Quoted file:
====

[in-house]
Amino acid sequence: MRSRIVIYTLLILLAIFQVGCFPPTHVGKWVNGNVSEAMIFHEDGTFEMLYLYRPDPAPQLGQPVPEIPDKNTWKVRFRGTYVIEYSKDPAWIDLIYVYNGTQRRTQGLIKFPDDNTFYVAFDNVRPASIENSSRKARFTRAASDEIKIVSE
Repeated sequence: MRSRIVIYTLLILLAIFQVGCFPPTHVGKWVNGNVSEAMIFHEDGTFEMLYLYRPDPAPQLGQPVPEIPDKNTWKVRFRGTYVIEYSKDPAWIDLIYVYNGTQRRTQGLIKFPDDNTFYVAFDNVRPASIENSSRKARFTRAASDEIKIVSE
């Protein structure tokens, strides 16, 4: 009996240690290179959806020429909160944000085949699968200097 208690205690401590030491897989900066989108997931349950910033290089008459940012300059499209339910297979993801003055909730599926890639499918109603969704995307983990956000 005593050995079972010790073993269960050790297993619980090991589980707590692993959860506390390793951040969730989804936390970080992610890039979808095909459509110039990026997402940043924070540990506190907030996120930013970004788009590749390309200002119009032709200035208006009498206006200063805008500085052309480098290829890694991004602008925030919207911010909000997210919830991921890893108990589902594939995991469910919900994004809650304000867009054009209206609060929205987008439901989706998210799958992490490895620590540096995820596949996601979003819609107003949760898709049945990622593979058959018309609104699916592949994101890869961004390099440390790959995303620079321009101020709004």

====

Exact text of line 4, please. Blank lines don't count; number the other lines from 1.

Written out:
């Protein structure tokens, strides 16, 4: 009996240690290179959806020429909160944000085949699968200097 208690205690401590030491897989900066989108997931349950910033290089008459940012300059499209339910297979993801003055909730599926890639499918109603969704995307983990956000 005593050995079972010790073993269960050790297993619980090991589980707590692993959860506390390793951040969730989804936390970080992610890039979808095909459509110039990026997402940043924070540990506190907030996120930013970004788009590749390309200002119009032709200035208006009498206006200063805008500085052309480098290829890694991004602008925030919207911010909000997210919830991921890893108990589902594939995991469910919900994004809650304000867009054009209206609060929205987008439901989706998210799958992490490895620590540096995820596949996601979003819609107003949760898709049945990622593979058959018309609104699916592949994101890869961004390099440390790959995303620079321009101020709004």